Sep 25th, 2011 | By | Category: Senior Moments Blog

Good News in Bad Times

Looking for Good News in Bad Times is illustrated well in a quote from Loren Eisely’s “Singers of Life.”

“When I awoke I was dimly aware of some commotion and outcry in the clearing.  The light was slanting down through the pines in such a way that the glade was lit like some vast cathedral.  I could see the dust motes of wood pollen in the long shaft of light…and there on the extended branch of a dead tree sat an enormous raven with a red and squirming  baby bird in its beak.  The sound that awoke me was the outraged cries of the baby bird’s parents.  They flew helplessly in circles about the clearing.  The sleek monster of a raven was indifferent to them. He gulped, swallowed the little bird, whetted his beak on the branch for a moment and then sat still.

Up to that point the little tragedy had followed the usual pattern.  But suddenly, out of all that area of woodland, a soft sound of complaint began to rise, into the glade fluttered small birds of a half dozen varieties…drawn by the anguished outcries of the tiny parents.  No one dared to attack the raven, but they cried there in some indistinctive common misery.  The bereaved and the un-bereaved.  The glade was filled with their soft rustling and cries.  They fluttered as if to point their wings at the murderer.  There was a dim, intangible ethic he had violated.  That they knew.

He was a bird of death, and he, the murderer, the foreboding bird at the heart of life, he sat there, glistening in the common light, formidable, unmoving, unperturbed, untouchable.

The Judgment of Life Against Death

The sighing died.  It was then that I saw the judgment.  It was the judgment of life against death. I will never again see it so forcefully presented.  I will never again hear it in notes so tragically prolonged.  For there in the midst of protest, they forgot the violence.  There in the clearing the crystal note of the song sparrow lifted hesitantly in the hush.  And finally, after painful fluttering, another took to song, and then another.  The song passing from one bird to another, doubtfully at first, as though some evil thing were being slowly forgottenTill suddenly they took heart and sang from many throats joyously together as birds are known to sing.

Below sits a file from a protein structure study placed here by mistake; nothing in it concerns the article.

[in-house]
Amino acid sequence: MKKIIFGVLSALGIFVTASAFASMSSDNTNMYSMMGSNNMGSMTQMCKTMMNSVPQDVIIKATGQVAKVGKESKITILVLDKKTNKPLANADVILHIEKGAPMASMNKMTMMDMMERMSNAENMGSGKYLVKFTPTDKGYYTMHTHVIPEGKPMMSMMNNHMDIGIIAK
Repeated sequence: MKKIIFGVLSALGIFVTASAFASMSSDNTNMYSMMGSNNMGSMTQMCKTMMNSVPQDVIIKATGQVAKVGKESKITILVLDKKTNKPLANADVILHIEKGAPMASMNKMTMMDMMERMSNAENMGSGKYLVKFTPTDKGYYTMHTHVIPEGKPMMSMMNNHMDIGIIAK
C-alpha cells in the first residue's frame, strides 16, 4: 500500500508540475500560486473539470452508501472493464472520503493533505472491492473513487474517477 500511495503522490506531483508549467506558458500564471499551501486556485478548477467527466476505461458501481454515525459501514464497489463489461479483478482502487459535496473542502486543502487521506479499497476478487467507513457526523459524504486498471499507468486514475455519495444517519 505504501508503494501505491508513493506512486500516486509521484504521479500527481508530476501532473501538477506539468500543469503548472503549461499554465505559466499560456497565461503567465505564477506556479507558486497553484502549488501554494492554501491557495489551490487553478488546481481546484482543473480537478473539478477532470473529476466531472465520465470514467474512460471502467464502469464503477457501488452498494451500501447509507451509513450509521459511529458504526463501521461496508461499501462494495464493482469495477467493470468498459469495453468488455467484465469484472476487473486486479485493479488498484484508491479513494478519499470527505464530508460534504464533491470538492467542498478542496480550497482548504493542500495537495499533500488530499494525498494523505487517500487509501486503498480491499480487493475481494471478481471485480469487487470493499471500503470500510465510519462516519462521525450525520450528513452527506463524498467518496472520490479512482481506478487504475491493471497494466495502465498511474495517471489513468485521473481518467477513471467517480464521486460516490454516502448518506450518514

They sang because life is sweet and sunlight is beautiful.  They sang under the brooding shadow of the raven.  In simple truth, they had forgotten the raven, for they were singers of life, and not death.”

They sang of good news in bad times.

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  1. Jerry, thank you for sharing this passage from Eisley’s book.

    Affirmation of life may sometimes be the only answering song we can sing in the presence of loss.

    If you’re reading this, it must be why I’m writing. (Remember your post in June of 2009?)

    I enjoy your blog. Blog on!

    Craig in Colorado

  2. Thank you for your kind comment and observation. It is one of my favorite quotable insights.

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